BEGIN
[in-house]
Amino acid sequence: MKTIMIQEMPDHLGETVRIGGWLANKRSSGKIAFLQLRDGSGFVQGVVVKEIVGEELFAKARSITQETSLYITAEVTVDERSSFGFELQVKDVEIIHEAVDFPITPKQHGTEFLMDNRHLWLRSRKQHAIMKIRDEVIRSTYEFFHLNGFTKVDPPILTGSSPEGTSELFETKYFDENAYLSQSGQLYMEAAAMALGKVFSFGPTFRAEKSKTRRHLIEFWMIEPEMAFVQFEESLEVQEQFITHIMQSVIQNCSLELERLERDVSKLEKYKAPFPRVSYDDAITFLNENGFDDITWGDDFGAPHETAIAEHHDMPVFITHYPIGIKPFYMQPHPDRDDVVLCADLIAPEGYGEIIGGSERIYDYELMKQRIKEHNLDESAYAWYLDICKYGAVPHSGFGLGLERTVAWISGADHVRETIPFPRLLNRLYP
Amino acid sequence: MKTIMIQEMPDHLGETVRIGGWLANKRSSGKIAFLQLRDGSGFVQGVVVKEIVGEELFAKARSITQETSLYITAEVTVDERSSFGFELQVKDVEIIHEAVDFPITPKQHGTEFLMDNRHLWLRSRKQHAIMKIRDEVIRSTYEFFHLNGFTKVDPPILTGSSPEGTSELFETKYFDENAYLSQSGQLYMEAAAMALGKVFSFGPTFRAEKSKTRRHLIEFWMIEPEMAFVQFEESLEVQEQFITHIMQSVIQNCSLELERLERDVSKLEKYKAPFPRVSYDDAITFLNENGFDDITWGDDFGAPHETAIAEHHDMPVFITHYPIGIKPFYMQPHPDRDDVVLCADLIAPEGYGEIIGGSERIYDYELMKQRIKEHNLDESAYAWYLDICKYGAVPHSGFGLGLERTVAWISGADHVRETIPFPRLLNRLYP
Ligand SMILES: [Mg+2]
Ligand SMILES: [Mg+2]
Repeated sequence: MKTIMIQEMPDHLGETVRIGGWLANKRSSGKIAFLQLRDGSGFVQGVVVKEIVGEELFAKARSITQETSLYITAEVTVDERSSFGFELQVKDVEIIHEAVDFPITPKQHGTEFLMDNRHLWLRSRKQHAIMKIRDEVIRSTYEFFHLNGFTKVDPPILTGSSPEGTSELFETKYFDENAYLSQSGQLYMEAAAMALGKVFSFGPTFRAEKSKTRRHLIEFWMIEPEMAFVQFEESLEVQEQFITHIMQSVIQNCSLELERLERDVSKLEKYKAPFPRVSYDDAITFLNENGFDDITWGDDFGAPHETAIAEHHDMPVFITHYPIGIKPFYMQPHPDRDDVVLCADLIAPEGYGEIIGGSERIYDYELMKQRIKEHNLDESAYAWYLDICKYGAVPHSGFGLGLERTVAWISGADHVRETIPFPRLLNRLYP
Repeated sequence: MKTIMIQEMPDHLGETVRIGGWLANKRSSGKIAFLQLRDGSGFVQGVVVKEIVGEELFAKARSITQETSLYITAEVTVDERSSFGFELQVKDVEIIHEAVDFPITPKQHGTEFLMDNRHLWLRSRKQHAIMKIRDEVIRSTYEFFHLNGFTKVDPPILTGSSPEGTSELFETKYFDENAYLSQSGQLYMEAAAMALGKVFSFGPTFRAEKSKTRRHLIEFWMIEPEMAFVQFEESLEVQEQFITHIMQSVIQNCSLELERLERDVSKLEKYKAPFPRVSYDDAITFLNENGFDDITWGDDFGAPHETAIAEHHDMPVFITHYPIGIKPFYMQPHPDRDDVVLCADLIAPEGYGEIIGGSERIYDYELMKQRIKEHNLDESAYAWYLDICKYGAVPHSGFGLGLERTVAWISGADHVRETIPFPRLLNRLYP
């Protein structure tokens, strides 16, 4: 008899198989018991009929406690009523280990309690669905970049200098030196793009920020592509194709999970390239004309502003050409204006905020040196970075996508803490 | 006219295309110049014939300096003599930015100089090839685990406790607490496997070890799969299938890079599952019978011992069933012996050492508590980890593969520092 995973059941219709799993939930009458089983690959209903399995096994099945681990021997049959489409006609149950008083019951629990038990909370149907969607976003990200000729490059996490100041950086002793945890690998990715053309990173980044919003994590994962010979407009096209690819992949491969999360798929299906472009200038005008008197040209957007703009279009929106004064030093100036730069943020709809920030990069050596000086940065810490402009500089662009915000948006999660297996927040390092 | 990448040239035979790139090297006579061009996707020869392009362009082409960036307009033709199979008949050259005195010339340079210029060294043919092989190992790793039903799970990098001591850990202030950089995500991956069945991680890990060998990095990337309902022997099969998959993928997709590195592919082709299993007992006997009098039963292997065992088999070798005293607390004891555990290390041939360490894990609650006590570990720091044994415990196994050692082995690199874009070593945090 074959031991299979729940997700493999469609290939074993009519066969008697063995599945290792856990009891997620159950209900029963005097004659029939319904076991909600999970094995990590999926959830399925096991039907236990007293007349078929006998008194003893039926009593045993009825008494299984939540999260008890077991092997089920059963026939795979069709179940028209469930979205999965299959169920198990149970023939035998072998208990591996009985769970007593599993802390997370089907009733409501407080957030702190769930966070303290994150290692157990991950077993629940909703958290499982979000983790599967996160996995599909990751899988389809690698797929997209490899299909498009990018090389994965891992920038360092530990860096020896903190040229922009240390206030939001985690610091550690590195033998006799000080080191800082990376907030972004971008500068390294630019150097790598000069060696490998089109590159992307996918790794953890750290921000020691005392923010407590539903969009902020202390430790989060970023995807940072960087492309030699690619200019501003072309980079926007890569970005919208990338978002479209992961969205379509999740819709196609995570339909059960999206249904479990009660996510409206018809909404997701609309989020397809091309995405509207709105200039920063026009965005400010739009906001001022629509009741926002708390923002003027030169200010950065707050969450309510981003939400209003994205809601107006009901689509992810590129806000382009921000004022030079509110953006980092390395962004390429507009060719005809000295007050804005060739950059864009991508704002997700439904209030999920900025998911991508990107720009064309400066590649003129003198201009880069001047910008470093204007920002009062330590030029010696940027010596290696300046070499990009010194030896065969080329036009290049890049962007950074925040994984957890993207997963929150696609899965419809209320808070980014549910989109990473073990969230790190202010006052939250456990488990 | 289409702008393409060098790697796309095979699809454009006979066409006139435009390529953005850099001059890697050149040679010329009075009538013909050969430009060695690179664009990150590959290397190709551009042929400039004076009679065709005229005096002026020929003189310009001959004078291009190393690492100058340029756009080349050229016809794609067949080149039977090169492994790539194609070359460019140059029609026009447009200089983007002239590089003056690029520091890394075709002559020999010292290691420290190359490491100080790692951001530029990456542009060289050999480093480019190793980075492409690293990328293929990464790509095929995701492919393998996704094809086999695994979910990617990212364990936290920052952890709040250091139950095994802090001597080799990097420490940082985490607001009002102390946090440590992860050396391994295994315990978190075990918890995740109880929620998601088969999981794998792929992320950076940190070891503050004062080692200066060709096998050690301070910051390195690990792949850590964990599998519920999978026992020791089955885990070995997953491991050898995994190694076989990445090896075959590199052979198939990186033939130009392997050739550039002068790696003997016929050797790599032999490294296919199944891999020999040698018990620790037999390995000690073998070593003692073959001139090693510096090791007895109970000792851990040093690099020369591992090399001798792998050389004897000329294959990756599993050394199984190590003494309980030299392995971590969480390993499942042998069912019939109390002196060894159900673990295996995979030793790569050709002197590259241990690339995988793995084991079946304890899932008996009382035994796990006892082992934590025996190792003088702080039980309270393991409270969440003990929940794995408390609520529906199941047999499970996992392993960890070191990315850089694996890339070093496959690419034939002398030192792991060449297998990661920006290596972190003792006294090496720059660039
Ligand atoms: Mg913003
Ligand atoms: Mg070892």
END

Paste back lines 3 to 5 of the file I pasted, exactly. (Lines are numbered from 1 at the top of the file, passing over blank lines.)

Amino acid sequence: MKTIMIQEMPDHLGETVRIGGWLANKRSSGKIAFLQLRDGSGFVQGVVVKEIVGEELFAKARSITQETSLYITAEVTVDERSSFGFELQVKDVEIIHEAVDFPITPKQHGTEFLMDNRHLWLRSRKQHAIMKIRDEVIRSTYEFFHLNGFTKVDPPILTGSSPEGTSELFETKYFDENAYLSQSGQLYMEAAAMALGKVFSFGPTFRAEKSKTRRHLIEFWMIEPEMAFVQFEESLEVQEQFITHIMQSVIQNCSLELERLERDVSKLEKYKAPFPRVSYDDAITFLNENGFDDITWGDDFGAPHETAIAEHHDMPVFITHYPIGIKPFYMQPHPDRDDVVLCADLIAPEGYGEIIGGSERIYDYELMKQRIKEHNLDESAYAWYLDICKYGAVPHSGFGLGLERTVAWISGADHVRETIPFPRLLNRLYP
Ligand SMILES: [Mg+2]
Ligand SMILES: [Mg+2]